Their penalties could be reset if they manage to fall under $208 million for a full season, but doing so is highly unlikely due to the fact some of their large contracts are not tradeable.
Yankees fans would be quick to point out that Jacoby Ellsbury, Masahiro Tanaka, and Zach Britton will be coming off their books after 2020, but the majority of those players will need to be replaced.
Both corner infield positions for New York are largely unsettled as of now. Luke Voit or Mike Ford are potential options at first base. Gio Urshela and Miguel Andujar could slot into third base. None of these scenarios is a slam dunk.
Their outfield is largely unresolved as well. Giancarlo Stanton will likely be relegated to DH to preserve his health. Aaron Judge has had lengthy stays on the injured list in each of the past two seasons despite still being productive.
Aaron Hicks will miss close to half of 2020 as he recovers from Tommy John surgery. He has often injury prone and only played more than 100 games in a season twice in his career. Which makes his seven-year, $70 million contract last season look like a major overpay.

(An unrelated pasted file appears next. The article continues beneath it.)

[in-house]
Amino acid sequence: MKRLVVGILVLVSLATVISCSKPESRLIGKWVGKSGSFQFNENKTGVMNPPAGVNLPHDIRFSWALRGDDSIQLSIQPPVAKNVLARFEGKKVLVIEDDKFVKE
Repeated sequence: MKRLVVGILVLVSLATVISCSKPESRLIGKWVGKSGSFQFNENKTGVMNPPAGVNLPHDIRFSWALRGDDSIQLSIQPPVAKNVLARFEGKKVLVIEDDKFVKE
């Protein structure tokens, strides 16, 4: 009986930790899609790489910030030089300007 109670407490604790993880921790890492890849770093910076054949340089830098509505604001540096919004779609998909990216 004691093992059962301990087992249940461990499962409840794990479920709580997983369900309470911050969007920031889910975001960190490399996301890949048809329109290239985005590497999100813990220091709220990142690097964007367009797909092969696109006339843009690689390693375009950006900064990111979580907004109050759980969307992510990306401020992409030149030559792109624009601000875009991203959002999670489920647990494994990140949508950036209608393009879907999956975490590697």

Clint Frazier is a defensive nightmare, and often draws the ire of Yankees media. The lone bright spot in terms of stability is that Brett Gardner is set to return on a one year deal for the 2020 season.
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It’s fair to say that Cashman has made some poor decisions in signing players who have not quite lived up to their value. As Red Sox fans let out their own frustrations over their current roster mess, the Yankees will likely be facing the same obstacles after the next couple of seasons. This will make it much tougher for them to sign marquee names and will force them to weaken their farm system by trading for high end, inexpensive talent to fill their needs. It’s a recipe for the same purgatory they experienced from 2013-2016.
What led to their surge in payroll? For the last several years, Cashman has opted not to invest heavily in his starting rotation. But Instead investing in top-flight relief pitching combined with an explosive lineup to offset the shortcomings of the rotation. It worked for Kansas City in 2015 but was never successfully replicated in New York.
The Red Sox won two championships this past decade with a conventional roster that was above average in every area. The Yankees’ best bet to win another title was to keep that same conventional strategy, and successfully complete a trade for Cole or two or three years sooner. Or to have signed an elite starter.
It’s all about timing. The Yankees already had too much money invested into their roster by the time they committed $324 million to Cole. Players like Gary Sanchez and Judge are no longer on cheap salaries and are getting closer and closer to free agency.
Yankees fans are too busy basking in their celebration to see the writing on the wall, and it will likely take some time before they realize this. But it’s important that Red Sox fans do. The future is brighter than many may believe.